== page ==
Quantum Observership examined in Chapter Six emphasizes the important role that some interpreters of quantum mechanics assign to scientific observers, measurers, and experimenters. It maintains that the indefinite and indeterminate domain of quantum events takes on definiteness and determinateness only when
observers view it. Evidence for the Big Bang exists only as human observers find it-and thereby create it. So what created the Big Bang? We did! (But we didn't, as the concluding critique proves.)
Big Accident Cosmology contends, as explained in Chapter Seven, that the question of what caused the Big Bang presupposes something that supposedly is not true, namely that everything which comes into being has a cause. Quantum physics denies this, we are told, and discloses that our universe originated out of nothing, was caused by nothing, exists for no purpose, and is nothing. Nothing caused the Big Bang. It is so easy for nothing to cause nothing! Just why our universe did not originate this way is carefully explained.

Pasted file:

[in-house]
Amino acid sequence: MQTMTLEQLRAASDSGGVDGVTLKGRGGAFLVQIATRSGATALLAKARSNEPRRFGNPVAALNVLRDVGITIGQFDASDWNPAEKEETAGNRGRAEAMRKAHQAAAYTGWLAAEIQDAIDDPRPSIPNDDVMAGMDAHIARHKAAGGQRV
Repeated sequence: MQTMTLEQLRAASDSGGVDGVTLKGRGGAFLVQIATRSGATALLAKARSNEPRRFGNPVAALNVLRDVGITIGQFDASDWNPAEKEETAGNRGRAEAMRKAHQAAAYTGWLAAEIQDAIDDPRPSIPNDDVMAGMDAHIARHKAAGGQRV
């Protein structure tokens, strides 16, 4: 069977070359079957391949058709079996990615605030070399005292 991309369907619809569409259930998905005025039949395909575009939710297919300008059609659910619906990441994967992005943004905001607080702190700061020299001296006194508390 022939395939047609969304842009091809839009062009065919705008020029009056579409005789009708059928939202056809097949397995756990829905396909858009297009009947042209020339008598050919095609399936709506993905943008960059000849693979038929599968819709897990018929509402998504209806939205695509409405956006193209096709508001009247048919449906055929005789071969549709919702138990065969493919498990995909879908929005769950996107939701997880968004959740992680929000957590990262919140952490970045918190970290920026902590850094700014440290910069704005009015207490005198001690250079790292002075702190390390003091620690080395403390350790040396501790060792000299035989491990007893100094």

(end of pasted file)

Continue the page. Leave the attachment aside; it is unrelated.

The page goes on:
Chapter Eight considers Atheistic Anthropic Cosmology. Many recent scientific cosmologists note that our universe is exceptionally fine-tuned for the creation of life, including intelligent forms of life. Tiny changes in any of the initial conditions, constants, and Jaws of nature would have resulted in a universe inhospitable to life. For every successful way of creating a life-supporting universe, there are infinitely many futile ways to get it wrong. Lifeless universes are infinitely probable, and life-supporting universes are infinitely improbable. Why, then, do we live in a life-supporting universe? The Anthropic Principle says that we live in a life-supporting universe because we are here, that is, because if the universe were not life-supporting, we would not be here to ask questions about it. Even atheists do not deny the remarkable life-supporting design of our universe, but they think that they can account for this without having to appeal to God. Atheistic Anthropic Cosmology explains that if infinitely many worlds exist, as many Quantum Cosmologies profess, then universes as rare as our own will just happen occasionally. Given an infinite number of shoes, one will fit now and then by pure chance. The metaphysical Principle of Plenitude, that all possibilities must be actual somewhere, guarantees the existence of an infinite number of universes. For Atheistic Quantum Cosmologists, the Principle of Plenitude is the ultimate cause of our Big Bang plus infinitely many other universes, very few of which life-sustaining. The innumerable flaws of Atheistic Anthropic Cosmology are spelled out in detail.